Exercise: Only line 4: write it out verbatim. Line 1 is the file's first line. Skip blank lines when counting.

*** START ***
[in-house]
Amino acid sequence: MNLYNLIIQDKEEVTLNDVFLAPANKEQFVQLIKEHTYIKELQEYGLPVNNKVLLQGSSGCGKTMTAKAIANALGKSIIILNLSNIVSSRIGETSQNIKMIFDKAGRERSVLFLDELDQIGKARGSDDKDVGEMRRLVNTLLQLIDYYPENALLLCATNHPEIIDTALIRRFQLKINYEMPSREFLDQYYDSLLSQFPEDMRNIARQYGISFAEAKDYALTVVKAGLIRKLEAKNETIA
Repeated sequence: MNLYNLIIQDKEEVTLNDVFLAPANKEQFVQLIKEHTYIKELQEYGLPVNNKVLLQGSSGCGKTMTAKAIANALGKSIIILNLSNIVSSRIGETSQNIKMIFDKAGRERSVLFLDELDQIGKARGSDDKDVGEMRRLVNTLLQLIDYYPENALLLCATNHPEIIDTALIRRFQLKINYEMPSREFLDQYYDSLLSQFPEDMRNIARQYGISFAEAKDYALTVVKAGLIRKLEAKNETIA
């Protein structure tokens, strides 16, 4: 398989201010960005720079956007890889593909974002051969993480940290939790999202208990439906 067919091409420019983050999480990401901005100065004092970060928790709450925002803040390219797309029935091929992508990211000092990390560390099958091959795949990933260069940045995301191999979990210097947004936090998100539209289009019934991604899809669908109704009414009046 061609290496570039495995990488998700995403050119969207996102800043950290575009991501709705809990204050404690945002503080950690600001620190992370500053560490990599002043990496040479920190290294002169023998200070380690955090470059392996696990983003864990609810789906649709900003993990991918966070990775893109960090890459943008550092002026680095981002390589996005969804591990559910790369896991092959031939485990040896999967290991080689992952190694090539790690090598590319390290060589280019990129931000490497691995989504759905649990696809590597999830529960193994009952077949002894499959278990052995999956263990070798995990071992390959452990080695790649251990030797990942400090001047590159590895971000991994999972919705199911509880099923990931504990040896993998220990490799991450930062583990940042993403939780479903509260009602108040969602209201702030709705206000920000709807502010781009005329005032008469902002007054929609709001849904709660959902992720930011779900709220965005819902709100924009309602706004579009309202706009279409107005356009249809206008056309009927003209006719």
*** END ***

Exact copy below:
């Protein structure tokens, strides 16, 4: 398989201010960005720079956007890889593909974002051969993480940290939790999202208990439906 067919091409420019983050999480990401901005100065004092970060928790709450925002803040390219797309029935091929992508990211000092990390560390099958091959795949990933260069940045995301191999979990210097947004936090998100539209289009019934991604899809669908109704009414009046 061609290496570039495995990488998700995403050119969207996102800043950290575009991501709705809990204050404690945002503080950690600001620190992370500053560490990599002043990496040479920190290294002169023998200070380690955090470059392996696990983003864990609810789906649709900003993990991918966070990775893109960090890459943008550092002026680095981002390589996005969804591990559910790369896991092959031939485990040896999967290991080689992952190694090539790690090598590319390290060589280019990129931000490497691995989504759905649990696809590597999830529960193994009952077949002894499959278990052995999956263990070798995990071992390959452990080695790649251990030797990942400090001047590159590895971000991994999972919705199911509880099923990931504990040896993998220990490799991450930062583990940042993403939780479903509260009602108040969602209201702030709705206000920000709807502010781009005329005032008469902002007054929609709001849904709660959902992720930011779900709220965005819902709100924009309602706004579009309202706009279409107005356009249809206008056309009927003209006719």